IDE - Integrated Development Environment
An integrated development environment (IDE) software is a suite that consolidates basic tools required to write and test software.
Developers use numerous tools throughout software code creation, building and testing. Development tools often include text editors, code libraries, compilers and test platforms. Without an IDE, a developer must select, deploy, integrate and manage all of these tools separately. An IDE brings many of those development-related tools together as a single framework, application or service. The integrated toolset is designed to simplify software development and can identify and minimize coding mistakes and typos.
Some IDEs are open source, while others are commercial offerings. An IDE can be a standalone application or it can be part of a larger package.
Common features of Integrated Development Environment
Text editor. Virtually every integrated programming environment will have a text editor designed to write and manipulate source code. Some tools may have visual components to drag and drop front-end components, but most have a simple interface with language-specific syntax highlighting.
Debugger. Debugging tools assist users in identifying and remedying errors within source code. They often simulate real-world scenarios to test functionality and performance. Programmers and software engineers can usually test the various segments of code and identify errors before the application is released.
Compiler. Compilers are components that translate programming language into a form machines can process, such as binary code. The machine code is analyzed to ensure its accuracy. The compiler then parses and optimizes the code to optimize performance.
Code completion. Code complete features assist programmers by intelligently identifying and inserting common code components. These features save developers time writing code and reduce the likelihood of typos and bugs.
Programming language support. IDE tools are typically specific to a single programming language, though several also offer multi-language support. As such, the first step is to figure out which languages you will be coding in and narrow your prospective IDE list down accordingly. Examples include Ruby, Python, and Java IDE tools.
Integrations and plugins. With the name integrated development environment software, it is no surprise that integrations need to be considered when looking at IDEs. Your integrated software environment is your development portal, so being able to incorporate all your other development tools will improve development workflows and productivity. Poor integrations can cause numerous issues and lead to many headaches, so make sure you understand how well a potential IDE fits into your ecosystem of existing tools.
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Benefits of using IDEs
An integrated development environment can improve the productivity of software developers thanks to fast setup and standardization across tools. Without an IDE, developers spend time deciding what tools to use for various tasks, configuring the tools and learning how to use them. Many or even all of the necessary dev-test tools are included in one integrated development environment. IDEs are also designed with all their tools under one user interface.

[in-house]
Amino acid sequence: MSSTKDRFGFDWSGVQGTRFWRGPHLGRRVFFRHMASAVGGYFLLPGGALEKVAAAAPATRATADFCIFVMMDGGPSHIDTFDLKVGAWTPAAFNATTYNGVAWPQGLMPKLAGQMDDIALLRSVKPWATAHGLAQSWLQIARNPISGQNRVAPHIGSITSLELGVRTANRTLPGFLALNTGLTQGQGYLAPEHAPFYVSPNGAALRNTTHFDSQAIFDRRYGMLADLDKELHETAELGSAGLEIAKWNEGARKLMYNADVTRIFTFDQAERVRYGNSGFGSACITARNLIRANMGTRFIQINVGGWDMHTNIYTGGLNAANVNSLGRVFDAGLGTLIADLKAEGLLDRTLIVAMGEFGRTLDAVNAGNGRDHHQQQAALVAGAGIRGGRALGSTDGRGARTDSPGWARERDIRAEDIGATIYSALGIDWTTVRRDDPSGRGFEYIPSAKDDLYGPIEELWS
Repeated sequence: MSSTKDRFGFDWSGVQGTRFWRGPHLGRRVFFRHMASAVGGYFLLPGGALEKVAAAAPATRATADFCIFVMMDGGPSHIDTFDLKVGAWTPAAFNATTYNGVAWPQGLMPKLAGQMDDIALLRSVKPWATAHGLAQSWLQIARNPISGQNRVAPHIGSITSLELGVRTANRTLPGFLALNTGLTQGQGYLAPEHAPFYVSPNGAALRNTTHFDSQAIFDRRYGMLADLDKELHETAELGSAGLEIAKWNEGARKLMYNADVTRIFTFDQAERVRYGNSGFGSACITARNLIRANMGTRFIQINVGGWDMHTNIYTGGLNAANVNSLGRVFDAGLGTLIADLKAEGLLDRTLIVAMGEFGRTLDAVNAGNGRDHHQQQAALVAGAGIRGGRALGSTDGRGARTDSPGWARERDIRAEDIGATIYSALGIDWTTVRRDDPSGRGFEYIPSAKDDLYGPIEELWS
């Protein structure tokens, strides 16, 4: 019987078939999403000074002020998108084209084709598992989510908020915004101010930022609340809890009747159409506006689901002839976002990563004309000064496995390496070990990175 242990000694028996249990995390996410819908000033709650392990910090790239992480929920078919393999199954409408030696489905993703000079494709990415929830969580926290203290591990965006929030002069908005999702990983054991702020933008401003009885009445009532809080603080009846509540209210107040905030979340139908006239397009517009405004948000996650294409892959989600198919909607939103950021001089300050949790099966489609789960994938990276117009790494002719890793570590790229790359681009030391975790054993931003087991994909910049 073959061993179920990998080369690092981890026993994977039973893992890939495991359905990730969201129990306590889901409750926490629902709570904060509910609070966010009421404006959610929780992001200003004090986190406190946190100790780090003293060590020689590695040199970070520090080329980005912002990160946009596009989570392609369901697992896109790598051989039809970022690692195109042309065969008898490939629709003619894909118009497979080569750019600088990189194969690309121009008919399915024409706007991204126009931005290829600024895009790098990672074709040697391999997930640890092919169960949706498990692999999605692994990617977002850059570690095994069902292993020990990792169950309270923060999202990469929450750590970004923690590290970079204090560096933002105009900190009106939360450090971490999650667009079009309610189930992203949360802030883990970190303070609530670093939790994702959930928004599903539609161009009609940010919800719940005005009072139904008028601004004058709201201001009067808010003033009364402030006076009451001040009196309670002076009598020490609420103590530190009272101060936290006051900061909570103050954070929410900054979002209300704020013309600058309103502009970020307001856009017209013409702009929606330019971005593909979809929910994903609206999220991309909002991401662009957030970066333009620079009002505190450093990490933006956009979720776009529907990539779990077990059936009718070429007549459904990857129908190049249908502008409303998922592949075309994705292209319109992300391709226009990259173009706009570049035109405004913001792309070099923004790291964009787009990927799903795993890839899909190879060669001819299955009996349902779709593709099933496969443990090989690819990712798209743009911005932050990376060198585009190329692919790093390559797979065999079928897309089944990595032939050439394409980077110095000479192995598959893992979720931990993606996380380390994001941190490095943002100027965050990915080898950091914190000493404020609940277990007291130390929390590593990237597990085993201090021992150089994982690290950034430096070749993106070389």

Centralizing these tools also makes it easier to navigate the source code in question. Many include additional capabilities to test, organize and refactor code. Additional features such as autocomplete, along with build and deployment capabilities, significantly expand a developer’s capabilities and improve their development speed.
Improved organization and source code management can reduce errors as well as development time. Users can fine-tune applications after builds are completed. They can often save versions of a project in case they need to revert a program.
Eventually, teams use their integrated version control system to check in and out components of the program from their code repository. At the end, once all programs are fine-tuned and the application performs its desired functions, the project can be packaged and deployed from either the IDE or another integrated tool.
Types of integrated development environment and available tools
Developers must match the IDE they use with the type of application they want to produce. For example, if a developer wants to create an application on iOS, then they need an IDE that supports Apple's Swift programming language. Types of IDEs range from web-based and cloud-based to mobile, language-specific or multi-language.
An IDE for mobile development normally works with code that runs on iOS or Android devices. Xamarin is an example of a cross-platform mobile IDE, which means it can create code for multiple mobile platform types. For example, a developer can write a feature in C and Xamarin translates it into Swift for iOS and Java for Android. Additionally, Xamarin offers UI tests and it can distribute beta tests to users.
IDEs such as C-Free -- which supports a code editor, debugger and an environment to run C and C++ code -- are language specific. Other IDEs support multiple languages, such as previously mentioned Cloud9 and Visual Studio Code. More popular IDE tools include NetBeans, Eclipse and IntelliJ IDEA.